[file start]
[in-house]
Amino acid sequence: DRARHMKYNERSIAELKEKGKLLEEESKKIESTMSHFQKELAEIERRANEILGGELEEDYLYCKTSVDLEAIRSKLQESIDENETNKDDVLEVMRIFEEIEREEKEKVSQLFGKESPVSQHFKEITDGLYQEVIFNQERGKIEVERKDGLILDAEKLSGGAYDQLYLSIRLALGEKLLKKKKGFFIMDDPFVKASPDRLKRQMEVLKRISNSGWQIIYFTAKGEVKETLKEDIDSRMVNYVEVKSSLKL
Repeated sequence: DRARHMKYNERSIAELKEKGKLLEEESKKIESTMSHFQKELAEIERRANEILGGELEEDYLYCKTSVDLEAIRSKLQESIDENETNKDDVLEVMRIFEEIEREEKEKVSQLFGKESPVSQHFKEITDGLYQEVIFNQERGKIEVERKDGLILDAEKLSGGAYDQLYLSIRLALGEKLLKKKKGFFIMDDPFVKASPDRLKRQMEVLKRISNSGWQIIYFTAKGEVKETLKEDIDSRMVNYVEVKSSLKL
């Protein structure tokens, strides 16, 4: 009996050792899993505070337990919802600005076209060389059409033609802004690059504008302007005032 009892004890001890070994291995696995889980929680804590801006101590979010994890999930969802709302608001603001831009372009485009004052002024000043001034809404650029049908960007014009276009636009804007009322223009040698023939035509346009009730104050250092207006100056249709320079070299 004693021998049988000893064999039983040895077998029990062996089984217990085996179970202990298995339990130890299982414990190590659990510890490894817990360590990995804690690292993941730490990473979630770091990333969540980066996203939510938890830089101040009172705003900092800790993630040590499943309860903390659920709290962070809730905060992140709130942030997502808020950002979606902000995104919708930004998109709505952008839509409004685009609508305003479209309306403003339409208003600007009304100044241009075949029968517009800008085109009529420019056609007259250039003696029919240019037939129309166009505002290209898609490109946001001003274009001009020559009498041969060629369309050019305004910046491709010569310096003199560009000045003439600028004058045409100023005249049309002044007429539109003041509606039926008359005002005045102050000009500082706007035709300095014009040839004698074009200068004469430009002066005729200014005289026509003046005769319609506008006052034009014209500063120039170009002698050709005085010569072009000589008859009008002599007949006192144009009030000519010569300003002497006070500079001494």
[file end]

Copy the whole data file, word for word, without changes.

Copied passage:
[in-house]
Amino acid sequence: DRARHMKYNERSIAELKEKGKLLEEESKKIESTMSHFQKELAEIERRANEILGGELEEDYLYCKTSVDLEAIRSKLQESIDENETNKDDVLEVMRIFEEIEREEKEKVSQLFGKESPVSQHFKEITDGLYQEVIFNQERGKIEVERKDGLILDAEKLSGGAYDQLYLSIRLALGEKLLKKKKGFFIMDDPFVKASPDRLKRQMEVLKRISNSGWQIIYFTAKGEVKETLKEDIDSRMVNYVEVKSSLKL
Repeated sequence: DRARHMKYNERSIAELKEKGKLLEEESKKIESTMSHFQKELAEIERRANEILGGELEEDYLYCKTSVDLEAIRSKLQESIDENETNKDDVLEVMRIFEEIEREEKEKVSQLFGKESPVSQHFKEITDGLYQEVIFNQERGKIEVERKDGLILDAEKLSGGAYDQLYLSIRLALGEKLLKKKKGFFIMDDPFVKASPDRLKRQMEVLKRISNSGWQIIYFTAKGEVKETLKEDIDSRMVNYVEVKSSLKL
């Protein structure tokens, strides 16, 4: 009996050792899993505070337990919802600005076209060389059409033609802004690059504008302007005032 009892004890001890070994291995696995889980929680804590801006101590979010994890999930969802709302608001603001831009372009485009004052002024000043001034809404650029049908960007014009276009636009804007009322223009040698023939035509346009009730104050250092207006100056249709320079070299 004693021998049988000893064999039983040895077998029990062996089984217990085996179970202990298995339990130890299982414990190590659990510890490894817990360590990995804690690292993941730490990473979630770091990333969540980066996203939510938890830089101040009172705003900092800790993630040590499943309860903390659920709290962070809730905060992140709130942030997502808020950002979606902000995104919708930004998109709505952008839509409004685009609508305003479209309306403003339409208003600007009304100044241009075949029968517009800008085109009529420019056609007259250039003696029919240019037939129309166009505002290209898609490109946001001003274009001009020559009498041969060629369309050019305004910046491709010569310096003199560009000045003439600028004058045409100023005249049309002044007429539109003041509606039926008359005002005045102050000009500082706007035709300095014009040839004698074009200068004469430009002066005729200014005289026509003046005769319609506008006052034009014209500063120039170009002698050709005085010569072009000589008859009008002599007949006192144009009030000519010569300003002497006070500079001494």